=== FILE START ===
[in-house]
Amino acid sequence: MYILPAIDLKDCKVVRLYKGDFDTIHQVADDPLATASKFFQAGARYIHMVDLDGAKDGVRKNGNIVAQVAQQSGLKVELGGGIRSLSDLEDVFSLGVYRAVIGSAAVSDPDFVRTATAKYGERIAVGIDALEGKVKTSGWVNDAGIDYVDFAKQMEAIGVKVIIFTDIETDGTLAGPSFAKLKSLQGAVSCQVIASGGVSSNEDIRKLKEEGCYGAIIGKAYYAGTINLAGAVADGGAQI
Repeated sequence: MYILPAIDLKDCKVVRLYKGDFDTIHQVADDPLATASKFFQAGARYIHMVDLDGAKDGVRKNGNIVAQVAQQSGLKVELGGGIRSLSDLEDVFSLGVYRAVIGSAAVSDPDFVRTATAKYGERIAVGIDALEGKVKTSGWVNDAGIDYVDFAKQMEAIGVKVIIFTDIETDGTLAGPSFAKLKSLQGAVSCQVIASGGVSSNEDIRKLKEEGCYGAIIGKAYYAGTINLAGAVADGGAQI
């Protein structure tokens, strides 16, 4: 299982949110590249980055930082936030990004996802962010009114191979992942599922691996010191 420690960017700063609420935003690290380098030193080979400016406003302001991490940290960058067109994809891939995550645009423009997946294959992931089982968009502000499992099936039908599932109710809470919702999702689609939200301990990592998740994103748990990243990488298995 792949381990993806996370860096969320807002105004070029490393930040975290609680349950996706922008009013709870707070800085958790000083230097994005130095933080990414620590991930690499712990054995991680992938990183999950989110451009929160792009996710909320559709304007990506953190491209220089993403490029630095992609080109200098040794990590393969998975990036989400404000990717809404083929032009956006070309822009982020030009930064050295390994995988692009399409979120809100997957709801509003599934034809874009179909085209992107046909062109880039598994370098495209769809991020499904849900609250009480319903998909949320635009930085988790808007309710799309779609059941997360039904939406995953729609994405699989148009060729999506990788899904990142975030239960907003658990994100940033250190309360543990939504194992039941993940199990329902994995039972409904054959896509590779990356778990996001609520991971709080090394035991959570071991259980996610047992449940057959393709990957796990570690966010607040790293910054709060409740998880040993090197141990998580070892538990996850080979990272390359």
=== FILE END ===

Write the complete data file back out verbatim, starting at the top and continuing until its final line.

[in-house]
Amino acid sequence: MYILPAIDLKDCKVVRLYKGDFDTIHQVADDPLATASKFFQAGARYIHMVDLDGAKDGVRKNGNIVAQVAQQSGLKVELGGGIRSLSDLEDVFSLGVYRAVIGSAAVSDPDFVRTATAKYGERIAVGIDALEGKVKTSGWVNDAGIDYVDFAKQMEAIGVKVIIFTDIETDGTLAGPSFAKLKSLQGAVSCQVIASGGVSSNEDIRKLKEEGCYGAIIGKAYYAGTINLAGAVADGGAQI
Repeated sequence: MYILPAIDLKDCKVVRLYKGDFDTIHQVADDPLATASKFFQAGARYIHMVDLDGAKDGVRKNGNIVAQVAQQSGLKVELGGGIRSLSDLEDVFSLGVYRAVIGSAAVSDPDFVRTATAKYGERIAVGIDALEGKVKTSGWVNDAGIDYVDFAKQMEAIGVKVIIFTDIETDGTLAGPSFAKLKSLQGAVSCQVIASGGVSSNEDIRKLKEEGCYGAIIGKAYYAGTINLAGAVADGGAQI
């Protein structure tokens, strides 16, 4: 299982949110590249980055930082936030990004996802962010009114191979992942599922691996010191 420690960017700063609420935003690290380098030193080979400016406003302001991490940290960058067109994809891939995550645009423009997946294959992931089982968009502000499992099936039908599932109710809470919702999702689609939200301990990592998740994103748990990243990488298995 792949381990993806996370860096969320807002105004070029490393930040975290609680349950996706922008009013709870707070800085958790000083230097994005130095933080990414620590991930690499712990054995991680992938990183999950989110451009929160792009996710909320559709304007990506953190491209220089993403490029630095992609080109200098040794990590393969998975990036989400404000990717809404083929032009956006070309822009982020030009930064050295390994995988692009399409979120809100997957709801509003599934034809874009179909085209992107046909062109880039598994370098495209769809991020499904849900609250009480319903998909949320635009930085988790808007309710799309779609059941997360039904939406995953729609994405699989148009060729999506990788899904990142975030239960907003658990994100940033250190309360543990939504194992039941993940199990329902994995039972409904054959896509590779990356778990996001609520991971709080090394035991959570071991259980996610047992449940057959393709990957796990570690966010607040790293910054709060409740998880040993090197141990998580070892538990996850080979990272390359």